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1 November 2019

posted 31 Oct 2019, 16:05 by Carolyn Brett
Well, that week went by in a flash! Slow down time, we have a lot more learning to do in 2019 - for the older and younger!

At school I was labelled 'quiet and serious' according to my Primary school reports. (I won't divulge the High School years!) This always makes me giggle and I find myself discussing this with parents who are worried about their children being on the quieter end of the continuum. Now that may indeed change! I think it was more about me always having a strong sense of  responsibility and wanting to 'please the teacher' and always do the right thing. In terms of academic learning, I did well throughout my schooling but I wouldn't say I ever had a major appetite or passion for it until University. It was more about completing the task and handing it in on time and as I got older........ trying to stay out of trouble!

This notion of love of learning is interesting. How do we ignite this passion for learning as evidence shows it's just as important as the learning itself. Neuroscientist Dr Jared Cooney Horvath was recently interviewed on Nine to Noon. I'll give you a bit of a snapshot of some of his main points:
  • Learning comes down to knowledge, context and adaptability
  • Knowledge has become problematic in the age of 'googling'
  • Knowing a fact is different from looking at a fact - if you can't lockdown your fact, you can't use your skill
  • Once a fact is mastered, you can dive into deep learning/contextualisation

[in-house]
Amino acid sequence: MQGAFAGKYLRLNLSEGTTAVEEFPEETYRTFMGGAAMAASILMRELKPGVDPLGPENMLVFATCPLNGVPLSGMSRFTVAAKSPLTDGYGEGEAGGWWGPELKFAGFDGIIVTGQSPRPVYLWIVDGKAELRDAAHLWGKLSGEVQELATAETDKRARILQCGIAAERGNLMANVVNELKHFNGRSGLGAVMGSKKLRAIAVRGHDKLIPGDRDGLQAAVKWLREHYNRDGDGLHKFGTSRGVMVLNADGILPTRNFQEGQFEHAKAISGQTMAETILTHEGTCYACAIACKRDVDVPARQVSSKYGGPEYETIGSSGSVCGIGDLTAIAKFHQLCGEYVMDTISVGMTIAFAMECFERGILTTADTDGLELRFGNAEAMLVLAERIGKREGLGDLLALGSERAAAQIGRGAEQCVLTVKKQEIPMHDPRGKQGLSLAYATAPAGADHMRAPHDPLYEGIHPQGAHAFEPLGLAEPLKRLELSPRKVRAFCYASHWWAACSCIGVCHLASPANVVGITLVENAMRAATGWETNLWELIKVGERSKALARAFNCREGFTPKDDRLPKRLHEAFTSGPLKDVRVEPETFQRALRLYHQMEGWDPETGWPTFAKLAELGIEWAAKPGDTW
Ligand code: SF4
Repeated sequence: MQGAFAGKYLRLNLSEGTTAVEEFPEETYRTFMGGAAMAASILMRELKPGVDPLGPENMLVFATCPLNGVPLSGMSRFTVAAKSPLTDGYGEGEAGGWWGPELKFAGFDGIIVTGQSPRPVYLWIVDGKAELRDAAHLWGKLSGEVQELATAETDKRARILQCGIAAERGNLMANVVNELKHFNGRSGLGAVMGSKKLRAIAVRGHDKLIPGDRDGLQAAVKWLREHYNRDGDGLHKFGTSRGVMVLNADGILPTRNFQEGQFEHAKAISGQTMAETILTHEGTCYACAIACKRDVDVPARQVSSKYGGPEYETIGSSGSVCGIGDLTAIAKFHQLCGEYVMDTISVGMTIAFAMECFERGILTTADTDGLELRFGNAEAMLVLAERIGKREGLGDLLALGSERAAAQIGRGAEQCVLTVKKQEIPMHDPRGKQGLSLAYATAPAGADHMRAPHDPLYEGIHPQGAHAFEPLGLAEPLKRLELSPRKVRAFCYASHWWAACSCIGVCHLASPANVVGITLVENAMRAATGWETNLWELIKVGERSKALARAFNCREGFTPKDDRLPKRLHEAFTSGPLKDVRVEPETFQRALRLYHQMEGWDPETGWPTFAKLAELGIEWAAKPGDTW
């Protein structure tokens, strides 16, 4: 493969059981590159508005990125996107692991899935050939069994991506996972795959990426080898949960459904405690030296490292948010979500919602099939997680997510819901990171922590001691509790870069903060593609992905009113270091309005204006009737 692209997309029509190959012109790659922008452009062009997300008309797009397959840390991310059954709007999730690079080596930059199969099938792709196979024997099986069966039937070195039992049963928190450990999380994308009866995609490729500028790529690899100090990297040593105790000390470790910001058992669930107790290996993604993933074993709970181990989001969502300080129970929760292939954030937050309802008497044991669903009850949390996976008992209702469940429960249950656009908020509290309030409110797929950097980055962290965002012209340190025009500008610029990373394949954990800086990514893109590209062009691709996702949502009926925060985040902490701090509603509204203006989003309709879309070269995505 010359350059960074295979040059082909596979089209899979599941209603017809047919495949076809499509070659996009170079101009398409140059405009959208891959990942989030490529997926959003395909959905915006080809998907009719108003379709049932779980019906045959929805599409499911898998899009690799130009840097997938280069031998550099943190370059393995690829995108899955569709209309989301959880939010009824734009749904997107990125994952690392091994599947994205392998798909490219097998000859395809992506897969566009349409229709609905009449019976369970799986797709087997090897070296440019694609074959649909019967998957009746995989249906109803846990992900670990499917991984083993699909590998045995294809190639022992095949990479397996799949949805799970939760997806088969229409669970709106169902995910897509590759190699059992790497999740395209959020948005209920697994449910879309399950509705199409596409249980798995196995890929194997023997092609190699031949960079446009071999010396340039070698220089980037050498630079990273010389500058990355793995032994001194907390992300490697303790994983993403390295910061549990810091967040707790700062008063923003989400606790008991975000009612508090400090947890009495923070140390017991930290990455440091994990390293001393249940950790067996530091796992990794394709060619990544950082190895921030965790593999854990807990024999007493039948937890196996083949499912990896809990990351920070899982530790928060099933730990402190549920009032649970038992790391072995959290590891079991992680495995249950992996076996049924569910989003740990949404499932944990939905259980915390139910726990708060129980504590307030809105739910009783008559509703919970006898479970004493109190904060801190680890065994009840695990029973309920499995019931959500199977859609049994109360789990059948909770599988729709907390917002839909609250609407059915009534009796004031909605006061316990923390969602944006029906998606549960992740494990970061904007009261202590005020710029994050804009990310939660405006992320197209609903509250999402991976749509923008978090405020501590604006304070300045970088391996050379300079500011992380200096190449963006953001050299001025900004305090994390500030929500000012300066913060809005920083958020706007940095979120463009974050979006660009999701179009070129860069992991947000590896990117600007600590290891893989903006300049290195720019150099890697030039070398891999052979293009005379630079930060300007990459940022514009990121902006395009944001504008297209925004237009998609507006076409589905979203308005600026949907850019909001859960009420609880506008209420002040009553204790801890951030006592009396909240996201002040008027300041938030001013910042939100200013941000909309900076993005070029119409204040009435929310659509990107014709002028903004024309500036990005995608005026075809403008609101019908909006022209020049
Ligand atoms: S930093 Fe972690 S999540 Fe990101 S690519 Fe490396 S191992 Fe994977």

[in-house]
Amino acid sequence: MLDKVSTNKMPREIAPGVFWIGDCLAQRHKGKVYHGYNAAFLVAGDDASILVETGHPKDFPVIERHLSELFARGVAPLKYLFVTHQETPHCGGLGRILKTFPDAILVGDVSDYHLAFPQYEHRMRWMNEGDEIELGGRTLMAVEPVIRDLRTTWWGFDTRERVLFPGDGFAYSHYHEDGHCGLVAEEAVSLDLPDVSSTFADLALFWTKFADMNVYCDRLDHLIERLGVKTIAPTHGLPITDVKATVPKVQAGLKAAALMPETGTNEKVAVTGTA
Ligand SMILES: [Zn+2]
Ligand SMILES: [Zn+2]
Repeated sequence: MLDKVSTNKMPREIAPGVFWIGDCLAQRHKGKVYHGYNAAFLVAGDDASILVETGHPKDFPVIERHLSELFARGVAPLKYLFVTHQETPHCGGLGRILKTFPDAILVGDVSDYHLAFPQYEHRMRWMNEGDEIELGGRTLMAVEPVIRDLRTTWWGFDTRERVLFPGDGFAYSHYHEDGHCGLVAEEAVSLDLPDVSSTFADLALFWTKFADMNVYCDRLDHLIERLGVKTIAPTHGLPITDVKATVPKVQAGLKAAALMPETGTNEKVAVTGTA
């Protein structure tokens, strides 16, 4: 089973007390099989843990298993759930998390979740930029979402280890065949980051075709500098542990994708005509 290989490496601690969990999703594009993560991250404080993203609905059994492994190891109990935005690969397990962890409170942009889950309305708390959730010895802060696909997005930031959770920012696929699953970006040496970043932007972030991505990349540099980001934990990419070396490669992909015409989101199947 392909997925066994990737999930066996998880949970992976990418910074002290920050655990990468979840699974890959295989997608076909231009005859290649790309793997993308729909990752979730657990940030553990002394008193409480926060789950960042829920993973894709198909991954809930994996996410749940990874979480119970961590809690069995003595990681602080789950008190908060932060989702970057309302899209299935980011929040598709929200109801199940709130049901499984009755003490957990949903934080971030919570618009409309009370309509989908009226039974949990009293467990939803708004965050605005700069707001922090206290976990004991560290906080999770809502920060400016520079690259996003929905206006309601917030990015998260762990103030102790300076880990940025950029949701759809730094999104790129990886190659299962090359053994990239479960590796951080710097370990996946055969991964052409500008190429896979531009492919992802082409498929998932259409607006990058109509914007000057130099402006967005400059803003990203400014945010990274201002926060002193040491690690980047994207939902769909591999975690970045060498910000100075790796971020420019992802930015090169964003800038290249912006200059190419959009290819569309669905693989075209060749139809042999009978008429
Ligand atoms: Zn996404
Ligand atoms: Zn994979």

• You then move to adaptability - where you try and adapt your acquired skills to a new situation with practice and effort
  • When skills move from active to automatic, our ability to adapt is harder and harder (think a new innovation + being in a job for a long time)
  • Just as important as this process is one's belief in themselves as a learner (AKA Growth Mindset)
This is the bit that stood out for me - you need to believe that you can learn and you need to know WHY you want to do that
 
"Learning to love learning is one of the most important lessons that can emerge for a student in the education system" says Dr Cooper.

At school, I know that for me there was never a WHY. I just did it. 

Kids really need to engage with the Why, they need to buy into the Why and they need to understand the Why. This isn't always easy and, aIthough I often think we expect children to understand too much too soon and grow up too fast in an adult world, I do think the focus on igniting fire in the bellies, a belief in themselves as a learner, a greater understanding of Why may mean they go to new places in the future. 

When you have your end of year chat with your child's Base Group teacher about progress - I suggest also focusing on the motivation and passion they display for learning. I'm sure it will be in the written report but please don't gloss over this juicy part and just flick to the back page. Please do both. 
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